Death is painful and often tragic. It’s frightening and one of the hardest things we face. It’s been said that all human fears are individual manifestations of the one fundamental fear: fear of death.
This makes sense from an evolutionary perspective; survival and reproduction are the driving forces of any living organism. Death is the antithesis and thus we fear it on a deep biological level.
Our society often reflects this. When someone close to us is dying, we only talk about it in hushed, serious tones, and sometimes we pretend it’s not happening at all. The dying are confined to hospitals, out of sight and out of mind, and we often avoid telling young children about the reality of death.
Paradoxically, death is constantly trivialized in the media around us. It’s in the newspaper and on TV every single day. As a society, to say the very least, our relationship with death is dysfunctional.
Death is frightening, but it’s also an inevitability. Perhaps the defining quality of the human experience is that one day it will be over. There’s no sense shying away from this as it is simply the truth. And while it can seem depressing, from another perspective it is enormously life-affirming.
If death is the fundamental fear, what happens when you start to confront it? What happens if you fully face your mortality and can ultimately come to accept it?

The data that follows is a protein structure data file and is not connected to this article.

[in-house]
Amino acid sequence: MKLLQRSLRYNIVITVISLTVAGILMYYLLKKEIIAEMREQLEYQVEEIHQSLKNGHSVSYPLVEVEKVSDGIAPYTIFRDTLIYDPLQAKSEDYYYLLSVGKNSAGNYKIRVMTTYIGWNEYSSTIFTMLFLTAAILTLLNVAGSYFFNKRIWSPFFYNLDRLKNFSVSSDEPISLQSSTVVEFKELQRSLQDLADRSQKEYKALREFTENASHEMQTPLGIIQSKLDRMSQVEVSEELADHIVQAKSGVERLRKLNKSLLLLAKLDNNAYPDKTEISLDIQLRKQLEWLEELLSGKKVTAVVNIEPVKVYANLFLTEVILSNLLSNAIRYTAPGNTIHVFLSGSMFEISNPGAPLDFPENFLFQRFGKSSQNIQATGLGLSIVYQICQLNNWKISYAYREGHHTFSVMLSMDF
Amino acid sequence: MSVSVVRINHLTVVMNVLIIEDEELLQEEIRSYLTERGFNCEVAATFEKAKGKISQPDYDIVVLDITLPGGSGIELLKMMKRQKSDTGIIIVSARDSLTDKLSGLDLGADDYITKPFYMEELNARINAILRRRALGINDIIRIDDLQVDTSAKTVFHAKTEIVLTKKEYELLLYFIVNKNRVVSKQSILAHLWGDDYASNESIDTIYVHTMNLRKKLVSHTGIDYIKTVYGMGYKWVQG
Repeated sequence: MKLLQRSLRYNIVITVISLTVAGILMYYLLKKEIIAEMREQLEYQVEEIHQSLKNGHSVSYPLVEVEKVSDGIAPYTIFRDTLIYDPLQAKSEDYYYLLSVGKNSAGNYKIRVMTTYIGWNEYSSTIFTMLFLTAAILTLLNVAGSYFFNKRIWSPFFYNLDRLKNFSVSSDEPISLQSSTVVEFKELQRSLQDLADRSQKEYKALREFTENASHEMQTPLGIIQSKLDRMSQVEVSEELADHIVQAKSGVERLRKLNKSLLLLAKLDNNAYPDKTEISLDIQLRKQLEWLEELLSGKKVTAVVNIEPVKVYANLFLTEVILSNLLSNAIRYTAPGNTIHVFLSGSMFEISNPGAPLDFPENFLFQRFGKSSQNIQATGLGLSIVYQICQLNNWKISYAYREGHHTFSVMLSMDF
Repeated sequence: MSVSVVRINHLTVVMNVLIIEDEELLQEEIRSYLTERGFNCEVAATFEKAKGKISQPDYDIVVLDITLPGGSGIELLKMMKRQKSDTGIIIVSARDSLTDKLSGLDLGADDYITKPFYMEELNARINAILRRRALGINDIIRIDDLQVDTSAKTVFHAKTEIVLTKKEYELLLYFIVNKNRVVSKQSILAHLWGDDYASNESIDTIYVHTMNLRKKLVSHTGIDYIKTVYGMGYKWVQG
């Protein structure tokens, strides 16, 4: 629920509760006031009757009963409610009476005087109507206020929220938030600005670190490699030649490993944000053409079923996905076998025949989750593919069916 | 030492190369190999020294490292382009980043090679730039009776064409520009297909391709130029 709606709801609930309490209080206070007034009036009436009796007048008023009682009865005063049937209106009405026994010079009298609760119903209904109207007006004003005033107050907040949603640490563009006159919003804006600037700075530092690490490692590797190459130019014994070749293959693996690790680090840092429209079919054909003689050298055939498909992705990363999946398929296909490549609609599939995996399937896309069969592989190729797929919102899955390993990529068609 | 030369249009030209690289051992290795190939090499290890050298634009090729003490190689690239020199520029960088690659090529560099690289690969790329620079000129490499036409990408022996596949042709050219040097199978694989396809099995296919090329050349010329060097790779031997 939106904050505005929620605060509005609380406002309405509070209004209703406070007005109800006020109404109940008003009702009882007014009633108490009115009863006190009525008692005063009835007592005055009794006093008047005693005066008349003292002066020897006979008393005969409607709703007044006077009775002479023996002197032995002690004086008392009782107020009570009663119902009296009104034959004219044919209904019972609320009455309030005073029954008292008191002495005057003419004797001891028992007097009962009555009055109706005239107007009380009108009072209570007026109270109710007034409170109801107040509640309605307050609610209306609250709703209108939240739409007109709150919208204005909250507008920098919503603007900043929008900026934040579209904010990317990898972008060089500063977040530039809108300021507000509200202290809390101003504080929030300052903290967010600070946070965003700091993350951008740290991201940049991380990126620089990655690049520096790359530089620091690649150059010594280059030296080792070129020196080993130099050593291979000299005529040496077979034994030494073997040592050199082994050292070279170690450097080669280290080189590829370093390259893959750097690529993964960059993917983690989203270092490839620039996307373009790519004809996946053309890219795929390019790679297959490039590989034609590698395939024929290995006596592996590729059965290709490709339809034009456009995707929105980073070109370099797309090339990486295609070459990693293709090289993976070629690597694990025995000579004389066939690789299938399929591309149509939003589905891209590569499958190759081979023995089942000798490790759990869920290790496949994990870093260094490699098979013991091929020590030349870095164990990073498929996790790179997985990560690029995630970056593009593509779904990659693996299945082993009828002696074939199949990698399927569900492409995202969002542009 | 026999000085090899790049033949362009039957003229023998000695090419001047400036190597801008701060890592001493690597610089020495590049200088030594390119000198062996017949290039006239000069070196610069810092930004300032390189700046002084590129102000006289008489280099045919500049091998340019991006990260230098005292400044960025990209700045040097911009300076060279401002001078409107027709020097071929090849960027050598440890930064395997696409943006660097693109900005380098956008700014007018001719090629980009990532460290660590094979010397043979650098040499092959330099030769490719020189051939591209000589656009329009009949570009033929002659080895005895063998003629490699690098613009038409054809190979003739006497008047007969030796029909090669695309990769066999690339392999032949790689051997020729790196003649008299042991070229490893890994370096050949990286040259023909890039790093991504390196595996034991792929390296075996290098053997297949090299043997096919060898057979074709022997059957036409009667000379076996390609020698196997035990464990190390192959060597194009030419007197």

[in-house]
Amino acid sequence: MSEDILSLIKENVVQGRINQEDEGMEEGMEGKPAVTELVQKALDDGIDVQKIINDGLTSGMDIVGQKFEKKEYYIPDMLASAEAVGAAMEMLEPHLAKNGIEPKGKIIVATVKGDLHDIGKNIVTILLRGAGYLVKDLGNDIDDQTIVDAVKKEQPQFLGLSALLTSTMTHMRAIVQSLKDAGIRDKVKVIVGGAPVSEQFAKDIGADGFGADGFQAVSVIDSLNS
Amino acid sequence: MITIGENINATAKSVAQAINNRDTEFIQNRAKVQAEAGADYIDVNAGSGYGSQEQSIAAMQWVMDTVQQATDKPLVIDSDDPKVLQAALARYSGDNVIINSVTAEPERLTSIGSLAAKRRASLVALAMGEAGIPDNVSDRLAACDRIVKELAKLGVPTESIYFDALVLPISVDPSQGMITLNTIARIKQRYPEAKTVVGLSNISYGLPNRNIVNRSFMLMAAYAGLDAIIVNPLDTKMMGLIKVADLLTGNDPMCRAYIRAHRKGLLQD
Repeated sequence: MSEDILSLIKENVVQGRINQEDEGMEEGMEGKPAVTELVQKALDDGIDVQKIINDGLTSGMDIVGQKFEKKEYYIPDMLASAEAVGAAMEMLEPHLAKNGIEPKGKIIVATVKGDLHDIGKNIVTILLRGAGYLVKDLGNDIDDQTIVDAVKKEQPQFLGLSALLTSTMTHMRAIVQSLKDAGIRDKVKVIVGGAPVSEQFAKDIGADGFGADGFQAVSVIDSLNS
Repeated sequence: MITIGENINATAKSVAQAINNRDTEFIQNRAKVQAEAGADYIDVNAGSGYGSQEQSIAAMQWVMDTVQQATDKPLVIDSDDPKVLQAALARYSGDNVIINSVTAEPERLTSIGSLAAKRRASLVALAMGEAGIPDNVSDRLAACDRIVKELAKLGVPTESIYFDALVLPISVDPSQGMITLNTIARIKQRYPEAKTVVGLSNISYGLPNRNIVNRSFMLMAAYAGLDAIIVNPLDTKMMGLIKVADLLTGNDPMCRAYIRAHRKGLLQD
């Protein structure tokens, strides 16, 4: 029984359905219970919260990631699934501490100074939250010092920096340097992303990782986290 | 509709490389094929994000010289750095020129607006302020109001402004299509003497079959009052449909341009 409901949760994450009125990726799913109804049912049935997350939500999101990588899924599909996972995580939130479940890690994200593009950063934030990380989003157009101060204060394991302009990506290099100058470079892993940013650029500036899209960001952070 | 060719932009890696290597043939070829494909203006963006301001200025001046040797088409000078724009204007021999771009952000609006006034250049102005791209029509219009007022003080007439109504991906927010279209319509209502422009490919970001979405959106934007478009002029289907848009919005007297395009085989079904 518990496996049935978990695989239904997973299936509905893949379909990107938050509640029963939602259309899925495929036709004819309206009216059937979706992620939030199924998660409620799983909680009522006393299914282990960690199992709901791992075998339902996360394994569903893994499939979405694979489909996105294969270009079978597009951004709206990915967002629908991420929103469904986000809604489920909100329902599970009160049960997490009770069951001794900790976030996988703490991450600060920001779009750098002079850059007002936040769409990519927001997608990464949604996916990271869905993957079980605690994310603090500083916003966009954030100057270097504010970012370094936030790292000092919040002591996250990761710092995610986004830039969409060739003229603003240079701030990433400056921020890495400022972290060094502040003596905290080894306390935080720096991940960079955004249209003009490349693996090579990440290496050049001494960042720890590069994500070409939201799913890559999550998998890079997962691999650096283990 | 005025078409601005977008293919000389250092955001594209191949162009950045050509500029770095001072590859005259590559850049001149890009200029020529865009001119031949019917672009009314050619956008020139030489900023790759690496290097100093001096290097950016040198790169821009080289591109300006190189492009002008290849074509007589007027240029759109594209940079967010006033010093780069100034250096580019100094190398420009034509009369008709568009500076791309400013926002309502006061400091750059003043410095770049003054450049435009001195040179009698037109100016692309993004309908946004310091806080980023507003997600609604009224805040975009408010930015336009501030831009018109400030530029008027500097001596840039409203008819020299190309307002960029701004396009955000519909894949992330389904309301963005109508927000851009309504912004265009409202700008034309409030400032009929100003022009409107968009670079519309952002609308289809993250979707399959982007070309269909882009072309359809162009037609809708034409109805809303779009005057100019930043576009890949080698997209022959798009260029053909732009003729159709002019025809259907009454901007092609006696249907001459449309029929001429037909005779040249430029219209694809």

A powerful method for coming to terms with death is to meditate on it. This consists of visualizing, in as much gory detail as possible, all the different ways you could die. Samurai warriors in ancient Japan were instructed to do this on a daily basis.
Meditation on inevitable death should be performed daily. Every day when one’s body and mind are at peace, one should meditate upon being ripped apart by arrows, rifles, spears and swords, being carried away by surging waves, being thrown into the midst of a great fire, being struck by lightning, being shaken to death by a great earthquake, falling from thousand-foot cliffs, dying of disease or committing seppuku at the death of one’s master. And every day without fail one should consider himself as dead.
—Yamamoto Tsunetomo, Hagakure (The Book of the Samurai)
Acceptance of death rarely happens in an instant and will likely be a gradual, ongoing process. But if you can regularly confront the reality of death in your mind, over time the fear will lessen. That’s the practice today—spend a few minutes dying.
Reflecting on death instills an unparalleled sense of urgency, as it makes clear how little time you really have. If you can fully internalize the fact that you only get to do this once, then it is impossible to overlook the necessity of living rightly and living well.
You only have so much time on this earth to create, to love, to feel emotions and sensations, to achieve or to have adventure, to give, to explore or build, to help others, and to experience any part of life worth living.
Remembering death also brings about a sense of gratitude for what you have, because you recognize that it won’t be here forever.
Meditate on death today, and strive to be mindful of death in everyday life. Talk to you tomorrow.
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